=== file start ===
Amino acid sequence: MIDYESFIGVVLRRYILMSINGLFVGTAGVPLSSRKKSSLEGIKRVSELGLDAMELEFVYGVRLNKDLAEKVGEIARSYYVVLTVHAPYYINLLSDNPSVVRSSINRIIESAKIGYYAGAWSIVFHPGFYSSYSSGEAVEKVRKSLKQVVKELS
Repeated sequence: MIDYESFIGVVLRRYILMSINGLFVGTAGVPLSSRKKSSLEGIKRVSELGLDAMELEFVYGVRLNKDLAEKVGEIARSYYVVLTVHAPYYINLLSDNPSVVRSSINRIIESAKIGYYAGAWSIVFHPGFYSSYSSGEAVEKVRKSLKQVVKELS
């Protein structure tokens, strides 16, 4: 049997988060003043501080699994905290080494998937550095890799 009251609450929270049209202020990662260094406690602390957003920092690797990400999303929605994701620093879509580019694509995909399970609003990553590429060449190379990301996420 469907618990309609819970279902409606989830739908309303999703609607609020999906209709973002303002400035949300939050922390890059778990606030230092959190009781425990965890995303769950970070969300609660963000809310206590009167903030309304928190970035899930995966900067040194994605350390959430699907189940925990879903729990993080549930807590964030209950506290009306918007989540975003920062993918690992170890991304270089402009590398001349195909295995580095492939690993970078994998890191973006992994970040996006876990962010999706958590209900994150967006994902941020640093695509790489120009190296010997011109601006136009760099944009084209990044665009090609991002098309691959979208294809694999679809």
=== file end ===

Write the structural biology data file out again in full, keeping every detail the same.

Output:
Amino acid sequence: MIDYESFIGVVLRRYILMSINGLFVGTAGVPLSSRKKSSLEGIKRVSELGLDAMELEFVYGVRLNKDLAEKVGEIARSYYVVLTVHAPYYINLLSDNPSVVRSSINRIIESAKIGYYAGAWSIVFHPGFYSSYSSGEAVEKVRKSLKQVVKELS
Repeated sequence: MIDYESFIGVVLRRYILMSINGLFVGTAGVPLSSRKKSSLEGIKRVSELGLDAMELEFVYGVRLNKDLAEKVGEIARSYYVVLTVHAPYYINLLSDNPSVVRSSINRIIESAKIGYYAGAWSIVFHPGFYSSYSSGEAVEKVRKSLKQVVKELS
């Protein structure tokens, strides 16, 4: 049997988060003043501080699994905290080494998937550095890799 009251609450929270049209202020990662260094406690602390957003920092690797990400999303929605994701620093879509580019694509995909399970609003990553590429060449190379990301996420 469907618990309609819970279902409606989830739908309303999703609607609020999906209709973002303002400035949300939050922390890059778990606030230092959190009781425990965890995303769950970070969300609660963000809310206590009167903030309304928190970035899930995966900067040194994605350390959430699907189940925990879903729990993080549930807590964030209950506290009306918007989540975003920062993918690992170890991304270089402009590398001349195909295995580095492939690993970078994998890191973006992994970040996006876990962010999706958590209900994150967006994902941020640093695509790489120009190296010997011109601006136009760099944009084209990044665009090609991002098309691959979208294809694999679809």